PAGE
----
Saturday, December 24, 2016

Using Multiple Accounts with AWS Powershell Tools

At my company we chose to separate our AWS resources into two accounts, one for production data and one for redacted data. This makes sense from a security standpoint, but it also makes it a little trickier for users who want to use a package like the AWS Powershell tools. Constantly copying your secret keys is a big waste of time, and I found it a little confusing how to save different sets of access keys into powershell.

This had been frustrating me for a while, so I finally took an hour to read the documentation and examples more carefully to understand how to setup multiple AWS accounts in the Powershell tools. I found this a little confusing so I figured I would write up an example for others.

Saturday, December 17, 2016

Using git bash on windows with AWS CodeCommit

I've started using AWS CodeCommit for some projects and so far I'm a fan. It's a very simple web interface on top of git, so it doesn't have any code review or issue tracking features, but if what you're looking for is a private git repository for very cheap, CodeCommit might be right for you.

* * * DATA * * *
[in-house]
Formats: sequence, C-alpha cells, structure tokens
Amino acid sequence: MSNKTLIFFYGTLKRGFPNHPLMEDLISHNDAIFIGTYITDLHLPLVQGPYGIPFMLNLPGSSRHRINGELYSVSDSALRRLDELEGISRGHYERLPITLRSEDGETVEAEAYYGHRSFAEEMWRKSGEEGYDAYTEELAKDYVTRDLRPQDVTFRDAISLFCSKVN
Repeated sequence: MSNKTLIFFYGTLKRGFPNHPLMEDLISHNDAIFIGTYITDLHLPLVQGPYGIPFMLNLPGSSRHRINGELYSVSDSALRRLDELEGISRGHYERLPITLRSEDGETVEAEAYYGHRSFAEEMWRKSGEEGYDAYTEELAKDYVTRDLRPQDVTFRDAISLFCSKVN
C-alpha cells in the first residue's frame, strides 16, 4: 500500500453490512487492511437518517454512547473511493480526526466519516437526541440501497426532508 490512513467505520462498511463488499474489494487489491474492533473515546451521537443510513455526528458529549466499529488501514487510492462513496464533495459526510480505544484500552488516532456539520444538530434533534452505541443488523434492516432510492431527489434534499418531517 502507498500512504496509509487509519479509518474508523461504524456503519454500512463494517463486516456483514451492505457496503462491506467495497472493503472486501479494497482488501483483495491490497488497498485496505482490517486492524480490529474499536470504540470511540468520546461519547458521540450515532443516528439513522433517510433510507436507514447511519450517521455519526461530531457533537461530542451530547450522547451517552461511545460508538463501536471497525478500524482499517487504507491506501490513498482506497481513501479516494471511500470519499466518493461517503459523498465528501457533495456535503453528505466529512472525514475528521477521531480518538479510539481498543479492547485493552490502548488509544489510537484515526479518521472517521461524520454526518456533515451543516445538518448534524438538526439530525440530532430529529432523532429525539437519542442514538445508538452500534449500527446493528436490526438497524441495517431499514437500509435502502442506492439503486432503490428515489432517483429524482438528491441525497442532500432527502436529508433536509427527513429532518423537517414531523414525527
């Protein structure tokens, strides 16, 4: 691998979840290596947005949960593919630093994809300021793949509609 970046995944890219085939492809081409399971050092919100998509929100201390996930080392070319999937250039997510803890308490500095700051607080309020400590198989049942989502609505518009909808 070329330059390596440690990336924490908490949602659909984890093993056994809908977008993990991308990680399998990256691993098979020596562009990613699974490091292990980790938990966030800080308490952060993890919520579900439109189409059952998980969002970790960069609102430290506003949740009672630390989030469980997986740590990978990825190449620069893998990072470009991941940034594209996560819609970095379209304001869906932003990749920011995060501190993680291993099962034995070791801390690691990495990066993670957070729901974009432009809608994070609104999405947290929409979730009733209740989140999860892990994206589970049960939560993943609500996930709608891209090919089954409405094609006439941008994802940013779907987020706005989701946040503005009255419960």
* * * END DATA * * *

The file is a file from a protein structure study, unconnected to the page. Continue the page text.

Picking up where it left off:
The only configuration you need for CodeCommit is the name of the repository. Once you've created that, AWS will present you with the URL to clone your repo.

Saturday, December 10, 2016

Chef Cookbooks in CodeBuild

AWS usually releases a large number of new services at re:Invent, and this year was no exception.

The announcement I was most excited about was AWS CodeBuild, which is exactly what it sounds like: a service designed to take servers out of your build process.

One of the problems we looked tackling first is "building" chef recipes. If you're a chef user, you know that recipes don't need to be build so much as critiqued using foodcritic and packaged or deployed.